After more than three months of trying to decide what I wanted to say with my music, I think I have finally landed on my ID as an electro artist. Think, the 1980s, but like, dialed up, and sexier, and maybe a little darker. Like Michael Mann 1980s, not Mr. Belvedere 1980s. Remember when people had car phones? When Return of the Jedi was the hottest thing? I wanted to put those ideas into my music. That is why I wrote my first single, SDI, which is short for Strategic Defense Initiative, or Star Wars, if you will.
My main musical inspirations are Ronald Reagan and the Sound Cloud pages of Mitch Murder and Kavinsky. What I really wanted to do with my new band, Phoebe and the Cates, is recapture that, like, decadence of the 1980s. But also the innocence. We were so simple then before the Internet and the cloud.
On my first album I wanted to say something big. Like Radiohead's OK Computer, only bigger, and better. So with my debut EP East Berlin McDonald's I conjure the spirit of a sexy blonde with, like, a maroon leather jacket with big shoulders, and it's open down the front so you can see her bra, and she's wearing one of those miniskirts with holes down the sides, and riding motorcycles with, like, a ghost guy, who won't ever take his helmet off, and it's always night. They can only be alive at night. Literally they are dead during the day on Wall Street.
It's a metaphor for cocaine and Reagan-era disillusionment. I used only real vintage equipment samples. There is no bass, they didn't even have bass in 1987. Don't believe me? Listen to the soundtrack of Commando. Zero bass. No dubstep drop, I wanted pure retro techno soundscape stuff. I would have gone the Chvrches route but I couldn't get my girlfriend to sing in front of me. It's easier to do it solo anyway.
Basically, I want you to be able to listen to my music and close your eyes and imagine you are riding your bike with Elliot on one track, you're in class with him, you can smell the inside of a pencil box, and, like, the Challenger just blew up.
Then on the next track you are aurally transported to an arcade. Maybe the arcade from TRON although I feel like Daft Punk may have a claim on that at this point. Anyway, it's an arcade and there's all these vintage game sounds like Pac Man and Galaga. You can identify every single cabinet.
And then out of nowhere you hear, ALL HAIL THE NEW FLESH sampled straight from Cronenberg, man. Then right into more stuff about the ghost motorcycle guy. No lyrics, but you can picture seeing him on the night streets of 1985 with a hot babe hugging his back. What's inside that helmet, you wonder.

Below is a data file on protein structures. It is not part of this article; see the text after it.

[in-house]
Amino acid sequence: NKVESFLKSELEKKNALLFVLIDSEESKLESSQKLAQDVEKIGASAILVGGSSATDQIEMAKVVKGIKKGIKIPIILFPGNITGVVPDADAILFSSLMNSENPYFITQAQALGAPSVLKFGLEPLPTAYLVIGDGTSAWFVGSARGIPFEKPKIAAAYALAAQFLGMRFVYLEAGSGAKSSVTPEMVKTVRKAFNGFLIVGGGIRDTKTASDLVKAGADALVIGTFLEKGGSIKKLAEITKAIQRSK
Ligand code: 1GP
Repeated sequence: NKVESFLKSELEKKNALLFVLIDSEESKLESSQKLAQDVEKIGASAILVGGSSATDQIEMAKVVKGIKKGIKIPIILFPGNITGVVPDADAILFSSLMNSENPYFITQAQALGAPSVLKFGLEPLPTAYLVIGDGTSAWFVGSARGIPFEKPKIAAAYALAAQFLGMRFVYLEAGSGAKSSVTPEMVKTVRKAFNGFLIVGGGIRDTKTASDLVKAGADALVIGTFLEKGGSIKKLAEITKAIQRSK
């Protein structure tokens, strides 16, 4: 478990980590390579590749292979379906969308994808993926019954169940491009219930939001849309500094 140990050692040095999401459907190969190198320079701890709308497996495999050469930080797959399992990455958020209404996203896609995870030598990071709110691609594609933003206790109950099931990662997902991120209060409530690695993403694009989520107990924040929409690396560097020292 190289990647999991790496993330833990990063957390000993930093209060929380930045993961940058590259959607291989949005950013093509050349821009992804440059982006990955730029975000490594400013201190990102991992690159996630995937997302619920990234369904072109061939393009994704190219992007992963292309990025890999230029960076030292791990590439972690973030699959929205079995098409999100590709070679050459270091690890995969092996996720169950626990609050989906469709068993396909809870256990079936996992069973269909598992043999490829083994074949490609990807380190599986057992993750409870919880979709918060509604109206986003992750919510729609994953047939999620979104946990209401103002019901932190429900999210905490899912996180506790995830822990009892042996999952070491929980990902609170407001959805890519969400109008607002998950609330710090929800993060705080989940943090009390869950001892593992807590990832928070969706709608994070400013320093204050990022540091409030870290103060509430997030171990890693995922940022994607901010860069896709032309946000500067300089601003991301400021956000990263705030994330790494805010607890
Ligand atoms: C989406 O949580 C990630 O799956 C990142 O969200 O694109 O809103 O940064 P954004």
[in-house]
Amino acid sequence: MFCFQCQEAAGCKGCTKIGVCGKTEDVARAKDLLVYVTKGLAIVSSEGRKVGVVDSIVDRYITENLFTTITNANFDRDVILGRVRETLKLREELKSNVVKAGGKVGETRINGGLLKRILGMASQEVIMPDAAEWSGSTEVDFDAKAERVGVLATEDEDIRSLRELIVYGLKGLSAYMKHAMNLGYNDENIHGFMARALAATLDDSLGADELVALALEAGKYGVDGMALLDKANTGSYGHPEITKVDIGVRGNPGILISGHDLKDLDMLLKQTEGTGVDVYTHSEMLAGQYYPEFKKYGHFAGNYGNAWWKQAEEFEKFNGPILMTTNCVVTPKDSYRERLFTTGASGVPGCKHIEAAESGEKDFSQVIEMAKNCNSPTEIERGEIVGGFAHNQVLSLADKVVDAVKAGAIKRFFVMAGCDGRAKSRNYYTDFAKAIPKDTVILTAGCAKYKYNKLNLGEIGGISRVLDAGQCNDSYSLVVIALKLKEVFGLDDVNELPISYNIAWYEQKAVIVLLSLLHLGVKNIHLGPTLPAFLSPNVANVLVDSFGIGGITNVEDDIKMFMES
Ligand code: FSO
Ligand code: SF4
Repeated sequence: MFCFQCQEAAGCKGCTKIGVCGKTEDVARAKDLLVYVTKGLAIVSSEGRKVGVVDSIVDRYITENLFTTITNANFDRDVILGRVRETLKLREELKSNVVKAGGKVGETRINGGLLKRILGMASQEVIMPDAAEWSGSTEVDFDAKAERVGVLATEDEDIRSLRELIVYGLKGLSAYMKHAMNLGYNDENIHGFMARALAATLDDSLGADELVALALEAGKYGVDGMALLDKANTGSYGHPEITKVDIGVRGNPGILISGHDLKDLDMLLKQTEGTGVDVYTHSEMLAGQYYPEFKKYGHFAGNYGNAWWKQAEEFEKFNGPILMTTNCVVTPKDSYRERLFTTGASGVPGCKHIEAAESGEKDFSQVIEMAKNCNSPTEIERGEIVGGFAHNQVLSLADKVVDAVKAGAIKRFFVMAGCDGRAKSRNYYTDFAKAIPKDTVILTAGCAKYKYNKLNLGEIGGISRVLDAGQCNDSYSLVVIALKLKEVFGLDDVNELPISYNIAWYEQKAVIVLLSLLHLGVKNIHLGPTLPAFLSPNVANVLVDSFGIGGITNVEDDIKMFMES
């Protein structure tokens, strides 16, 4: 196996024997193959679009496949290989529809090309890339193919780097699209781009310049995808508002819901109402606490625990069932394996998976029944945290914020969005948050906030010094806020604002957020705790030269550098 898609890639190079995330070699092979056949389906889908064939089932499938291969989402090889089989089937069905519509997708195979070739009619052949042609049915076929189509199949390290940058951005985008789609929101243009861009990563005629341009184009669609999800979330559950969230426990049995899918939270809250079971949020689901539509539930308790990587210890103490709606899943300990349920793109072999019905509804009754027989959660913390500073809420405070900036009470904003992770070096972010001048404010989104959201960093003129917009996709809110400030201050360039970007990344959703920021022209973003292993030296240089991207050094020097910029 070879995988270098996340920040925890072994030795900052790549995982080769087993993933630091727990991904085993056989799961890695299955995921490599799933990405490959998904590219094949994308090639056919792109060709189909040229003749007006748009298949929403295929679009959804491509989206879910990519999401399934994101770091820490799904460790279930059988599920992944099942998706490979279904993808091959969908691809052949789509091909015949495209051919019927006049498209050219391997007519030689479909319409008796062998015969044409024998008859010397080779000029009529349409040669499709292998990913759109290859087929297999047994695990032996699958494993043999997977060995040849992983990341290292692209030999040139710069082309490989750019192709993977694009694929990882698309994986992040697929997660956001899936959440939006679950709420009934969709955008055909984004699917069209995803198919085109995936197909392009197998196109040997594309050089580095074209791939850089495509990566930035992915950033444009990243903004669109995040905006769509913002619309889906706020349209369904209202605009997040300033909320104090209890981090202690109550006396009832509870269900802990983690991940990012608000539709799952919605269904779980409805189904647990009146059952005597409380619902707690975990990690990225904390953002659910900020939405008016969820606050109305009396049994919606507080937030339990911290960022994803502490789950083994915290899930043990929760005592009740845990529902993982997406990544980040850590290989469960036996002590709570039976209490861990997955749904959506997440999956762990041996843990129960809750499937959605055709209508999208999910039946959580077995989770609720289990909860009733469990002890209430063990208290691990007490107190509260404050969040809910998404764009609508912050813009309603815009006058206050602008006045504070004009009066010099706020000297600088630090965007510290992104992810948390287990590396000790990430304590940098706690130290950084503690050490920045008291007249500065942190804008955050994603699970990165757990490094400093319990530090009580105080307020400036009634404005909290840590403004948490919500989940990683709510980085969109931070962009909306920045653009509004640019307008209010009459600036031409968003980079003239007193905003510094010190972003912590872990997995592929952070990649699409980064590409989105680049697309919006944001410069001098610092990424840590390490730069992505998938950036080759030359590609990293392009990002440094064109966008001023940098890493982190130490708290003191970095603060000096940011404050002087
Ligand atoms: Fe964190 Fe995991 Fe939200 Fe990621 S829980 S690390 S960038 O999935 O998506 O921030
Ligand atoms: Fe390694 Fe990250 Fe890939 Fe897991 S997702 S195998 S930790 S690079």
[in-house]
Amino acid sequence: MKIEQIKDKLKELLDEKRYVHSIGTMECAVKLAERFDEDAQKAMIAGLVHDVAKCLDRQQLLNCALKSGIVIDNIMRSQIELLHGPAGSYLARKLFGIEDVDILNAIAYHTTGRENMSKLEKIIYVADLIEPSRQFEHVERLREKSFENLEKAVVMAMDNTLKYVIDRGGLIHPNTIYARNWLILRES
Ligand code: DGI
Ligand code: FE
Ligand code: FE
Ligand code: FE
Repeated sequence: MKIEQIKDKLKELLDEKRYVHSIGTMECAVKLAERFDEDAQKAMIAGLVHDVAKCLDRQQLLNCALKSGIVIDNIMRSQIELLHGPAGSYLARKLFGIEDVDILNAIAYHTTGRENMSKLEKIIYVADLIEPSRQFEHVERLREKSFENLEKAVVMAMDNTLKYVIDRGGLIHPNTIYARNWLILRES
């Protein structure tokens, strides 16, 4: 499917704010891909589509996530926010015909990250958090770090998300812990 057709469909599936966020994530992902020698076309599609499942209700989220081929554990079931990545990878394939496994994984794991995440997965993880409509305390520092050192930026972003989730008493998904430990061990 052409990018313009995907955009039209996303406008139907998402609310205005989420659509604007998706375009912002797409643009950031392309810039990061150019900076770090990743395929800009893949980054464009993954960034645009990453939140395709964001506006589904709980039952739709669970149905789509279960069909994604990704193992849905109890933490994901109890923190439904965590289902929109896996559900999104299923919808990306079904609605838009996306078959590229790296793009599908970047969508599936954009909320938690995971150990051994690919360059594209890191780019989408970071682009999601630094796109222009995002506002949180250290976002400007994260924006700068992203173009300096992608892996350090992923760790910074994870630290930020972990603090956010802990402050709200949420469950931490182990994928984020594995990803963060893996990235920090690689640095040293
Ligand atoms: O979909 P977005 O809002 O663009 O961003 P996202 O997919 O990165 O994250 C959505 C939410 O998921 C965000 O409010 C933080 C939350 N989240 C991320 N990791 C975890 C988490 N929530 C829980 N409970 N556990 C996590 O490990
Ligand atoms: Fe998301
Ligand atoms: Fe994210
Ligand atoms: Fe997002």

Maybe a skull. Maybe darkness. Maybe your own face, but with a strip of red painted across your eyes.
I have been combing Youtube for weeks for commercials and news clips from the 1980s and I think I can almost put the whole story together just from that. I call them blipverts. Like Max Headroom. Just this blast of retro news stuff between each track. McDonald's jingles and breaking news about the Berlin Wall. It is going to change the way you look at the 1980s. Stock market goes up. Factories close. Gung Ho. Mr. Mom.
A bikini clad, doe-eyed goddess rising from a pool. Judge Reinhold pre-Zandalee. Trapper Keeper binding stuffed with eraser shreds. Watching Nightmare on Elm Street for the first time.
Ronald Reagan. Madonna and Iran-Contra. Checkpoint Charlie and Conrad Bain. Robert and Morton Downeys Junior. Ferrari and A-Team and cocaine. CBGBs and zines. Hands Across America and Grace Jones. Skylab and Run DMC.
The cities are dirty and full of crime. Steam is coming out of sewers. Michelle Pfeiffer turns into a hawk.
You're there. It's night time. 1980s. Neon and blood. Beep boop beep.
|Zack is the author of the new short story collection Wages: Future Tales of a Hired Gun, a blood-soaked satire of private military contracting. He is also the author of the genre-hopping novel Liminal States, soon to be available as an audiobook. You can find out more about Zack's latest projects and special offers on his Facebook page.|
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